West Germany today charged a Soviet official with violating "international custom and good manners" by publicly pushing Soviet policies during an ostensibly private visit here.

Bonn spokesman Kurt Becker suggested the official seemed to be trying to undermine Bonn's position on the latest Soviet peace offers. The expression of irritation reflected suspicions among West German officials about the motives behind the Kremlin's latest overtures to the Western alliance.

The case in point was a press conference in Bonn on Monday by Georgi Arbatov, chief of Moscow's Institute for Studies on the United States and Canada and an adviser to Kremlin leaders. While ostensibly here to promote the German edition of his new book, "The Soviet Position -- Western Policy of the USSR," Arbatov took the occasion to elaborate on the idea of a moratorium on the deployment of nuclear missiles in Europe and on other proposals floated by Soviet President Leonid Brezhnev at last month's Communist Party congress in Moscow.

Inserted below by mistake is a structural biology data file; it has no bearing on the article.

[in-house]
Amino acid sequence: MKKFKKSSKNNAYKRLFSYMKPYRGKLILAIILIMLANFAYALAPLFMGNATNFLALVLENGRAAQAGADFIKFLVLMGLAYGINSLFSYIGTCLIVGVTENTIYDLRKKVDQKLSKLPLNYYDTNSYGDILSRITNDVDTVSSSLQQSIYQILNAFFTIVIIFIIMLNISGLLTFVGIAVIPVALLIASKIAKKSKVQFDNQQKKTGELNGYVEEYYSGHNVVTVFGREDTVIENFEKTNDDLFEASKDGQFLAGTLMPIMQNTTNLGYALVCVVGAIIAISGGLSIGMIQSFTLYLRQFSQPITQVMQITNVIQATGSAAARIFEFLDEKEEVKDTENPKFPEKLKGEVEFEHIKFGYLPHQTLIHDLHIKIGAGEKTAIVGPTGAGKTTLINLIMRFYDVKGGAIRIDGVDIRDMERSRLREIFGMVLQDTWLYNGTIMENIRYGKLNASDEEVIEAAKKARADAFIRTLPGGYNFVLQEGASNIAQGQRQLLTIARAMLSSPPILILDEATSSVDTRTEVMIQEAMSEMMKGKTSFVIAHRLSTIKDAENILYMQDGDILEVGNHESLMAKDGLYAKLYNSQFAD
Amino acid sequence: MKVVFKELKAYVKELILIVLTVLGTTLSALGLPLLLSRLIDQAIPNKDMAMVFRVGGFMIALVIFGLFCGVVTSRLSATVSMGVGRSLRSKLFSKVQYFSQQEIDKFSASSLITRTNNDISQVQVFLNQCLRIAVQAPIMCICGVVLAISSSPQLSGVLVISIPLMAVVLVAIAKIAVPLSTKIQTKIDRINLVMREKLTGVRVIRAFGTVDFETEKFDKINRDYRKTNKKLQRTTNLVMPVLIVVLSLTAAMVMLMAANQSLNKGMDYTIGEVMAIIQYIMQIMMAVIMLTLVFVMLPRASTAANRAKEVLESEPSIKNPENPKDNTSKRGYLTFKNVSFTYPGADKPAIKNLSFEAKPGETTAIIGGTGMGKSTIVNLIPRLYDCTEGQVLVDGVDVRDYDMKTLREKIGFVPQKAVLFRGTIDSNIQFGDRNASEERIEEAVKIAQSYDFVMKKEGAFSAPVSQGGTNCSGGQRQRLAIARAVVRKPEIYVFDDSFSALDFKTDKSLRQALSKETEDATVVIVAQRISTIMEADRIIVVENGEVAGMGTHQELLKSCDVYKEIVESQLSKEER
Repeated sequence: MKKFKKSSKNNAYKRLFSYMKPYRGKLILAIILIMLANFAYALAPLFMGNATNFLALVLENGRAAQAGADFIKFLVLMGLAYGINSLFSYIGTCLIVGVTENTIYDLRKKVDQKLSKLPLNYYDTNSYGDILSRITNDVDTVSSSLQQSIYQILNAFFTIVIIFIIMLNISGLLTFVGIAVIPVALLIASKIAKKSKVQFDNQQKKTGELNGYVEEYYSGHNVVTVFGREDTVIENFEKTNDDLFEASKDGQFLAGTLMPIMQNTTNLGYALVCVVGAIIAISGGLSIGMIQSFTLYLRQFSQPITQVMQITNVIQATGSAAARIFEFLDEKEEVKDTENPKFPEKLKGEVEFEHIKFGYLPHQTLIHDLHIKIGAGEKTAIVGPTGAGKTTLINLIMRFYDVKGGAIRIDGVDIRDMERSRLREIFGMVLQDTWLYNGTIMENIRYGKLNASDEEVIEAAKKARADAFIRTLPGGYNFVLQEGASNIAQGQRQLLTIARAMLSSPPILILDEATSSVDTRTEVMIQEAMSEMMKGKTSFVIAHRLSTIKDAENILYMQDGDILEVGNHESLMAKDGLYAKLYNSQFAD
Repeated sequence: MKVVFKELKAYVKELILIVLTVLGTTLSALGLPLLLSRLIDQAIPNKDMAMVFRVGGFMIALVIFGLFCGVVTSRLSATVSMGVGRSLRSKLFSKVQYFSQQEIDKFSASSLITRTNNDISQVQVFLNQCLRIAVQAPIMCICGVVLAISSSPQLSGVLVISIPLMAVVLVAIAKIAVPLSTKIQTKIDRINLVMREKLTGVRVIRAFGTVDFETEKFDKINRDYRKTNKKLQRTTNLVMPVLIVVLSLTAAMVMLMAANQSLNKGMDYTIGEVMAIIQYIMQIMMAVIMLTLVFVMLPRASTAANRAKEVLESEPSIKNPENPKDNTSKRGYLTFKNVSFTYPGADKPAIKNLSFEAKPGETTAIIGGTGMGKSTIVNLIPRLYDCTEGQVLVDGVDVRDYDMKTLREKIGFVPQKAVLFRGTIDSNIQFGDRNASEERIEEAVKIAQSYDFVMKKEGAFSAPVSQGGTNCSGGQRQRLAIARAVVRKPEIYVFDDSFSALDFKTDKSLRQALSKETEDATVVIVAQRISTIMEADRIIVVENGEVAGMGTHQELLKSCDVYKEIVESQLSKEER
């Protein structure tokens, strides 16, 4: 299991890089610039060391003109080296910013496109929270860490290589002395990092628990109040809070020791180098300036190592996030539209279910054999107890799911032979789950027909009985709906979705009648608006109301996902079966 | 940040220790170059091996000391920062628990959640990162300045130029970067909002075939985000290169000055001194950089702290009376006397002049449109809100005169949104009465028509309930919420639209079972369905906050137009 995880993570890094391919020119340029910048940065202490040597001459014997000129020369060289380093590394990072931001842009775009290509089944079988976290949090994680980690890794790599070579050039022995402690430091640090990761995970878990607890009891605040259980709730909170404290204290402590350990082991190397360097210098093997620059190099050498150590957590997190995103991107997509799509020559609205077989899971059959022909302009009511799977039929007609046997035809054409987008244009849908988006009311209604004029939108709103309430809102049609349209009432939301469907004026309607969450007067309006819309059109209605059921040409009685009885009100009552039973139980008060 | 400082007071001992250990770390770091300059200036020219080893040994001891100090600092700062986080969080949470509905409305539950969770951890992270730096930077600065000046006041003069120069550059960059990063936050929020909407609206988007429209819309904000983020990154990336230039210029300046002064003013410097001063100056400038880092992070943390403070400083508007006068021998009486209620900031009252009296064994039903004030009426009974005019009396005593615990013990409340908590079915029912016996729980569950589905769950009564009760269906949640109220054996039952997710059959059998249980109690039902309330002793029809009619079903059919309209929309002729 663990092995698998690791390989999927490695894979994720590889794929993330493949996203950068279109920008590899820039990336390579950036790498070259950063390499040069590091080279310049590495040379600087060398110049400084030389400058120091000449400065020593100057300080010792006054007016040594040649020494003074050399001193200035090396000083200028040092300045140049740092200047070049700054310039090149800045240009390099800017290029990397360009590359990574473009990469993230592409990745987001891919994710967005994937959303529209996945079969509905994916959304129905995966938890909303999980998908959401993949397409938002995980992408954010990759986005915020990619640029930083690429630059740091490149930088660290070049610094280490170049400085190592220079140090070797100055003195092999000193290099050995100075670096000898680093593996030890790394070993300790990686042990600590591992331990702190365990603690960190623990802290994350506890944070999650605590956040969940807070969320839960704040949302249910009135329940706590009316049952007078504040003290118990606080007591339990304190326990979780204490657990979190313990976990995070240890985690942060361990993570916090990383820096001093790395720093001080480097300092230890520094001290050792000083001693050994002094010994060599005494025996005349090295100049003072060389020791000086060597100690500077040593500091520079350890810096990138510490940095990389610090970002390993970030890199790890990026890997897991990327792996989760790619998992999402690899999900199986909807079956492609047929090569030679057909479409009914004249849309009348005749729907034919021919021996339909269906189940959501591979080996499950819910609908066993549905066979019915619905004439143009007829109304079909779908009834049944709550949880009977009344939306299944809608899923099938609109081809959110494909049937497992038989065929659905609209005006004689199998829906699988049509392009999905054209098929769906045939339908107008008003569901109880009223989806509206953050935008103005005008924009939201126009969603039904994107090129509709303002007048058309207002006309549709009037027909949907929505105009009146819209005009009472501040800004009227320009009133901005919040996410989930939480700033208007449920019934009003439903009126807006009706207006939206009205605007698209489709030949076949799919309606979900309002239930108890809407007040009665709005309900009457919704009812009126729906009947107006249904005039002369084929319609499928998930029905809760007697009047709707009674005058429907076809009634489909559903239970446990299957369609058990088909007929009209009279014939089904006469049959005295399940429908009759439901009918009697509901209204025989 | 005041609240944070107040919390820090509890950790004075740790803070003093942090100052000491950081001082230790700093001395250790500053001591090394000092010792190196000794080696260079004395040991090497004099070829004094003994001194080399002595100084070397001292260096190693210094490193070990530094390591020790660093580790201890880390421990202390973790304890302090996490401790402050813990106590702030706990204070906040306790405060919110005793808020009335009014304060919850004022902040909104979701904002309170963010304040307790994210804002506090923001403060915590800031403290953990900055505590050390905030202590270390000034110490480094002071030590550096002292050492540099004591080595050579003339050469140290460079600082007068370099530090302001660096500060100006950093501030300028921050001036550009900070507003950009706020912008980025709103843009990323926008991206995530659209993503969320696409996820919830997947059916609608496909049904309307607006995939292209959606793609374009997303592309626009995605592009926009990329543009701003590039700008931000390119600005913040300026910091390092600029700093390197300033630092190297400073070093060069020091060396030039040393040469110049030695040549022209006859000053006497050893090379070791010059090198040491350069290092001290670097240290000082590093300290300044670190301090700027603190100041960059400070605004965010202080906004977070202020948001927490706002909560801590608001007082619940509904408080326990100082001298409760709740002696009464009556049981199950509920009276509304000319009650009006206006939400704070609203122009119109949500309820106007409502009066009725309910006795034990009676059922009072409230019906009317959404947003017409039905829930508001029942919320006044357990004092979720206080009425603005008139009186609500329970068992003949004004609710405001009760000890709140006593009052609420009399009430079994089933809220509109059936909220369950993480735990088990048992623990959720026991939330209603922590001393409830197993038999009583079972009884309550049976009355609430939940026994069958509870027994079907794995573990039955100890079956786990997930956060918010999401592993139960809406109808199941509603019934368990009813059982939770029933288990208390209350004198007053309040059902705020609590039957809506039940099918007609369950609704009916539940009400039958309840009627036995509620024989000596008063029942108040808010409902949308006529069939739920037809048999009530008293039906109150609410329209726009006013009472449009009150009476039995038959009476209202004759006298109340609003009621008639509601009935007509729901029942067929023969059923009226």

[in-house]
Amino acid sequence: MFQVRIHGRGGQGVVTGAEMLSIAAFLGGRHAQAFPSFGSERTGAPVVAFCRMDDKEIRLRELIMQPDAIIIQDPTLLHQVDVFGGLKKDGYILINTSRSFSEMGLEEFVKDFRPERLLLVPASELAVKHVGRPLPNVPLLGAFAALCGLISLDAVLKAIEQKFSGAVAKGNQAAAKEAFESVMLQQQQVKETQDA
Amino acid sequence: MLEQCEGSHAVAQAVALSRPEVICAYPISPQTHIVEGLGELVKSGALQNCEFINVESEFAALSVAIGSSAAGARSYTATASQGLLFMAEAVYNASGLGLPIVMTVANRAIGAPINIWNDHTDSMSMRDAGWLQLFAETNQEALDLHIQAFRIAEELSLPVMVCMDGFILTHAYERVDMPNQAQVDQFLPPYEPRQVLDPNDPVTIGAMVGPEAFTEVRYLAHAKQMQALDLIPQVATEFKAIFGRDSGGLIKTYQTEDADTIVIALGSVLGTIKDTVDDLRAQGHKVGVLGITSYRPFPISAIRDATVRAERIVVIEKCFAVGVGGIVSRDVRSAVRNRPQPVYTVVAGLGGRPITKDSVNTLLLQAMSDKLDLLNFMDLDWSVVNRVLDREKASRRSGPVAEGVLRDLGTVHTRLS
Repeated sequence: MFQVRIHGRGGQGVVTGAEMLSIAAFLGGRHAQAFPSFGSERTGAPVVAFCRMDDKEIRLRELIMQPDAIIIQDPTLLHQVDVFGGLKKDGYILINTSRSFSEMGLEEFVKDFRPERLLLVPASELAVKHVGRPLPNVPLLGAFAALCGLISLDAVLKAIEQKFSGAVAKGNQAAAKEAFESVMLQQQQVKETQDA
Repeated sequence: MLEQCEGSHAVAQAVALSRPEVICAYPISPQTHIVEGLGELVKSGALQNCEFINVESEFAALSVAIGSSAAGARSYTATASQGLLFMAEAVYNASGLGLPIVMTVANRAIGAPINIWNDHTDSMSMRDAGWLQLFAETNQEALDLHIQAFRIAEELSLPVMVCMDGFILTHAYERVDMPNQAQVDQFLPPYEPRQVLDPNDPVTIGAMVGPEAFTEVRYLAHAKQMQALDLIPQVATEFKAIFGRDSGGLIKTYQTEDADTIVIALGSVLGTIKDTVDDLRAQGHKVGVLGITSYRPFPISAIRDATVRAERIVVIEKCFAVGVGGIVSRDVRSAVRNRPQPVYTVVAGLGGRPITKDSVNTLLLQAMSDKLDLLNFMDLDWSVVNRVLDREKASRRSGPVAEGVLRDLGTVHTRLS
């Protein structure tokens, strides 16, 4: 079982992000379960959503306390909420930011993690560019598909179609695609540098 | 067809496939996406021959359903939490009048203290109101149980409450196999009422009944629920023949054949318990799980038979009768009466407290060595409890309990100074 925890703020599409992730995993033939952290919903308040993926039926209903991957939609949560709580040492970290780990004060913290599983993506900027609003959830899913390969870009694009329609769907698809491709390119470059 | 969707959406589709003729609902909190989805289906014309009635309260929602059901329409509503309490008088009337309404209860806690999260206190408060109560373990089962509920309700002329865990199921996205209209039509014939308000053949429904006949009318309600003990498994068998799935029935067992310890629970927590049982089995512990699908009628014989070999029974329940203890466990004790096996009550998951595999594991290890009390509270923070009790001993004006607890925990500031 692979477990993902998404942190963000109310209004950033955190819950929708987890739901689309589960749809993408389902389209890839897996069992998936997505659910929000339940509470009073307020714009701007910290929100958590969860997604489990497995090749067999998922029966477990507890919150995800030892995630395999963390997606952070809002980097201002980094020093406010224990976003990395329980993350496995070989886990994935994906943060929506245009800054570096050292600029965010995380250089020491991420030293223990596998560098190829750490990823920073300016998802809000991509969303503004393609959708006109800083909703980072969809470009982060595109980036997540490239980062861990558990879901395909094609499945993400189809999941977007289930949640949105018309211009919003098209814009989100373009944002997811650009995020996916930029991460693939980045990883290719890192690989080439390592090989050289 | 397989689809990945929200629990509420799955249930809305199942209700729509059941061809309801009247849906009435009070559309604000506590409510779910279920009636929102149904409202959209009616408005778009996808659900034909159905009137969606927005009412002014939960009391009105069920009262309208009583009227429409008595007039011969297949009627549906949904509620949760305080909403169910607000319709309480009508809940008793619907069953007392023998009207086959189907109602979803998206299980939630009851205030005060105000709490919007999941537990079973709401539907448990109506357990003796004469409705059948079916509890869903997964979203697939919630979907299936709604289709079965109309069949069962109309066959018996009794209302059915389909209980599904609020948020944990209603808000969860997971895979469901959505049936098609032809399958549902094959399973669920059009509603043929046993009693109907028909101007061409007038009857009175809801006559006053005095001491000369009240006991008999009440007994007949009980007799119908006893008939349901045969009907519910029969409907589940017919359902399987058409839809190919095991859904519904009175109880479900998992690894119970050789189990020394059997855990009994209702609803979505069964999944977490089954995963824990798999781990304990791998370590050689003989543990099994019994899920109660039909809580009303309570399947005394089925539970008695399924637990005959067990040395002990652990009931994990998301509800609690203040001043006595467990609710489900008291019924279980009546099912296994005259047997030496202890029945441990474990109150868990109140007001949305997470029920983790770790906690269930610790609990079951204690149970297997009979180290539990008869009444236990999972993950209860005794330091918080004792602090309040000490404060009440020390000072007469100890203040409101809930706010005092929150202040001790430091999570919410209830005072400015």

The Bonn government had rejected the moratorium idea, saying it would mean accepting Soviet nuclear superiority in Europe. Bonn official saw the proposal as a gambit by Moscow to go over the heads of Western governments and arouse West European public opinion against plans by the Atlantic Alliance to deploy U.S.-made medium-range nuclear missiles in Europe, a move intended to offset the recent buildup of Soviet SS20 missiles.

In his press conference, Arbatov said he was surprised and dismayed that Bonn had not taken Brezhnev's moratorium proposal seriously. He said that the idea of a freeze applied only to deployment, not production, of the missiles and urged the West German government to reconsider.

Becker objected to Arbatov's interpretation and to the practice of Soviet officials of making public policy statements while on private visits in the West.